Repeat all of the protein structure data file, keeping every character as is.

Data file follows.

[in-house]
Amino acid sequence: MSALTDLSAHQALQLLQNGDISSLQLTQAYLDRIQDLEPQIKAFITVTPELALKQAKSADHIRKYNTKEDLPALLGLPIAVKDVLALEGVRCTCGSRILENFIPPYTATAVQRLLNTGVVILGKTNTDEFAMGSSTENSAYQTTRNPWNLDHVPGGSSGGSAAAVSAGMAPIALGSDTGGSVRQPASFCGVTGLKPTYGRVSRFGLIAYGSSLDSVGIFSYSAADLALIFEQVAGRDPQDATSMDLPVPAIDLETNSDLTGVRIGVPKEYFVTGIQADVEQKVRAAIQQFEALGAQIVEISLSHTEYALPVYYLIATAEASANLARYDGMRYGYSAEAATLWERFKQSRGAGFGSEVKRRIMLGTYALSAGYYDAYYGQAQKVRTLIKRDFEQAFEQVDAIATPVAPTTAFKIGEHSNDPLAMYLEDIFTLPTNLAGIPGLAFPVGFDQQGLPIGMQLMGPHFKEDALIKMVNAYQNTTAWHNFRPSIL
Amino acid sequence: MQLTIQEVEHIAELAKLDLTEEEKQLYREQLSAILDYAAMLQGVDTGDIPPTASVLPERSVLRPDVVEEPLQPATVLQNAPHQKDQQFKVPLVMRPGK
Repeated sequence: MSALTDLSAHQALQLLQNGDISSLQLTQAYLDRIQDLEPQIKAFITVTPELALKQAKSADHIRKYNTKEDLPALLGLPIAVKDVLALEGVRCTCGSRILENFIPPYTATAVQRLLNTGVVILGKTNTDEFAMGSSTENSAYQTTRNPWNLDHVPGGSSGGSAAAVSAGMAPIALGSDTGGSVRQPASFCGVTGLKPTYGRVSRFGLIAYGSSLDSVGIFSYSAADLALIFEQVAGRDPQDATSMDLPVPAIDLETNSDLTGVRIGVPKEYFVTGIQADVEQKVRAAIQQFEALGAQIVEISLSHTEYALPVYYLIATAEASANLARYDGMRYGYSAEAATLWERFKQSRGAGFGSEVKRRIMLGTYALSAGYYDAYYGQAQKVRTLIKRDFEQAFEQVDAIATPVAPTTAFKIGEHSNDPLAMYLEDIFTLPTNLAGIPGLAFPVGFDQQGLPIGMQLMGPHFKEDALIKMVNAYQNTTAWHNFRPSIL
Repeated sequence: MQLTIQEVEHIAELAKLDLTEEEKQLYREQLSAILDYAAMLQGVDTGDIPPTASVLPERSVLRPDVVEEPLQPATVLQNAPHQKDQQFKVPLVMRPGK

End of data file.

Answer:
[in-house]
Amino acid sequence: MSALTDLSAHQALQLLQNGDISSLQLTQAYLDRIQDLEPQIKAFITVTPELALKQAKSADHIRKYNTKEDLPALLGLPIAVKDVLALEGVRCTCGSRILENFIPPYTATAVQRLLNTGVVILGKTNTDEFAMGSSTENSAYQTTRNPWNLDHVPGGSSGGSAAAVSAGMAPIALGSDTGGSVRQPASFCGVTGLKPTYGRVSRFGLIAYGSSLDSVGIFSYSAADLALIFEQVAGRDPQDATSMDLPVPAIDLETNSDLTGVRIGVPKEYFVTGIQADVEQKVRAAIQQFEALGAQIVEISLSHTEYALPVYYLIATAEASANLARYDGMRYGYSAEAATLWERFKQSRGAGFGSEVKRRIMLGTYALSAGYYDAYYGQAQKVRTLIKRDFEQAFEQVDAIATPVAPTTAFKIGEHSNDPLAMYLEDIFTLPTNLAGIPGLAFPVGFDQQGLPIGMQLMGPHFKEDALIKMVNAYQNTTAWHNFRPSIL
Amino acid sequence: MQLTIQEVEHIAELAKLDLTEEEKQLYREQLSAILDYAAMLQGVDTGDIPPTASVLPERSVLRPDVVEEPLQPATVLQNAPHQKDQQFKVPLVMRPGK
Repeated sequence: MSALTDLSAHQALQLLQNGDISSLQLTQAYLDRIQDLEPQIKAFITVTPELALKQAKSADHIRKYNTKEDLPALLGLPIAVKDVLALEGVRCTCGSRILENFIPPYTATAVQRLLNTGVVILGKTNTDEFAMGSSTENSAYQTTRNPWNLDHVPGGSSGGSAAAVSAGMAPIALGSDTGGSVRQPASFCGVTGLKPTYGRVSRFGLIAYGSSLDSVGIFSYSAADLALIFEQVAGRDPQDATSMDLPVPAIDLETNSDLTGVRIGVPKEYFVTGIQADVEQKVRAAIQQFEALGAQIVEISLSHTEYALPVYYLIATAEASANLARYDGMRYGYSAEAATLWERFKQSRGAGFGSEVKRRIMLGTYALSAGYYDAYYGQAQKVRTLIKRDFEQAFEQVDAIATPVAPTTAFKIGEHSNDPLAMYLEDIFTLPTNLAGIPGLAFPVGFDQQGLPIGMQLMGPHFKEDALIKMVNAYQNTTAWHNFRPSIL
Repeated sequence: MQLTIQEVEHIAELAKLDLTEEEKQLYREQLSAILDYAAMLQGVDTGDIPPTASVLPERSVLRPDVVEEPLQPATVLQNAPHQKDQQFKVPLVMRPGK